The Third Biennial Conference of the Political Ecology Network (POLLEN20)
Contested Natures: Power, Possibility, Prefiguration
Brighton, United Kingdom
24-26 June 2020
This session is being organized by Adnan Mirhanoglu (firstname.lastname@example.org) and Maarten Loopmans (Maarten.Loopmans@kuleuven.be). Please submit abstracts between 250 and 500 words and full contact details to both organizers by the 28 of October 2019.
In countries like China, India, Turkey, Brazil, Ethiopia, rapid social and economic changes are affecting the countryside. Rural-to-urban migration, agricultural modernization and the emergence of new economic sectors are all changing the demography and socio-economic relations in rural areas. Whereas new large scale irrigation projects create social, environmental and political tensions on their own (Madramootoo and Fyles, 2010; Boelens, Shah & Bruins, 2019), traditional irrigation systems are equally facing new challenges, as demands for water change, climate change is affecting availability, new water users appear on the scene, and political and infrastructural changes are demanding new forms of water governance (Gany, Sharma & Singh, 2019). In this session, we want to discuss and theorize the particular issues, conflicts and challenges related to irrigation water governance in emerging economies.
Irrigation systems have always been fraught with power imbalances and conflicts of interest, and poses particular theoretical challenges to theory-making (.e.g Ostrom & Gardner, 1993). Present-day socio-economic transitions exacerbate these tensions, and presents us with new practical and theoretical dilemma’s (Playan, Sagardoy & Castillo, 2018; Ahlborg & Nightingale, 2018;) which we hope to discuss in this session. We invite both theoretical and empirical papers on irrigation governance and economic expansion in emerging economies. We are particularly keen on discussing multiscalar analyses linking interpersonal, water network and national/global political economy. The following topics (non-exhaustive) can be considered:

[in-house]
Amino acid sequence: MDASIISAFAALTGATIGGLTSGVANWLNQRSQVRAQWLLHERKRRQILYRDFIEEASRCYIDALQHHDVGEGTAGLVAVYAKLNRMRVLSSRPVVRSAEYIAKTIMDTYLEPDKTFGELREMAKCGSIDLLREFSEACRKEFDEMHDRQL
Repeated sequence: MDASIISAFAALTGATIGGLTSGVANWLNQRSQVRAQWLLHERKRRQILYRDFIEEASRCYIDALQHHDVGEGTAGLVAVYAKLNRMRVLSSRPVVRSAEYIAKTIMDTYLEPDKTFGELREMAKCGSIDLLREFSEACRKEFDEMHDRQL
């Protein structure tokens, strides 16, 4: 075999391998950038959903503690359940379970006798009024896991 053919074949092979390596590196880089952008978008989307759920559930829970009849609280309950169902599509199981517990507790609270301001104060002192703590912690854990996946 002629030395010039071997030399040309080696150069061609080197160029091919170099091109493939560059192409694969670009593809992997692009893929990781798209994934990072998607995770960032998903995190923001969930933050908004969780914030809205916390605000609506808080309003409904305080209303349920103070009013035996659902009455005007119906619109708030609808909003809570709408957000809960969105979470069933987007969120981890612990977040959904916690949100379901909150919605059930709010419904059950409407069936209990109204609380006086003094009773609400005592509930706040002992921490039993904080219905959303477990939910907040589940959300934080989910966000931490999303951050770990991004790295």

- small and large scale irrigation infrastructures and water justice
- head- and tail-ender conflicts under global market pressure
- gendered and racialized politics of irrigation
- infrastructural modernization and changing power relations
- climate change, land use change and irrigation politics
Ahlborg, H. and A.J. Nightingale 2018. Theorizing power in political ecology: the where of power in resource governance projects. Journal of Political Ecology 25: 381-401.
Boelens, R., A. Shah & B. Bruins (2019) Contested knowledges: large dams and mega-hydraulic development, Water 11: 416-443.
Gany, A. H. A., Sharma, P., & Singh, S. (2019). Global Review of Institutional Reforms in the Irrigation Sector for Sustainable Agricultural Water Management, Including Water Users’ Associations. Irrigation and Drainage, 68(1), 84-97.
Harris, L. M. (2006). Irrigation, gender, and social geographies of the changing waterscapes of southeastern Anatolia. Environment and Planning D: Society and Space, 24(2), 187-213.
Madramootoo, C. A., & Fyles, H. (2010). Irrigation in the context of today’s global food crisis. Irrigation and Drainage: The journal of the International Commission on Irrigation and Drainage, 59(1), 40-52.
Ostrom, Elinor, Roy Gardner. (1993) “Coping with Assymetries in the Commons: Self-Governing Irrigation Systems Can Work”. Journal of Economic Perspectives – Vol 7, Number 4, pp.93-112.
Playán, E., Sagardoy, J., & Castillo, R. (2018). Irrigation governance in developing countries: Current problems and solutions. Water, 10(9), 1118.
Köpke, S., Withanachchi, S. S., Pathiranage, R., Withanachchi, C. R., & Ploeger, A. (2019). Social–ecological dynamics in irrigated agriculture in dry zone Sri Lanka: a political ecology. Sustainable Water Resources Management, 5(2), 629-637.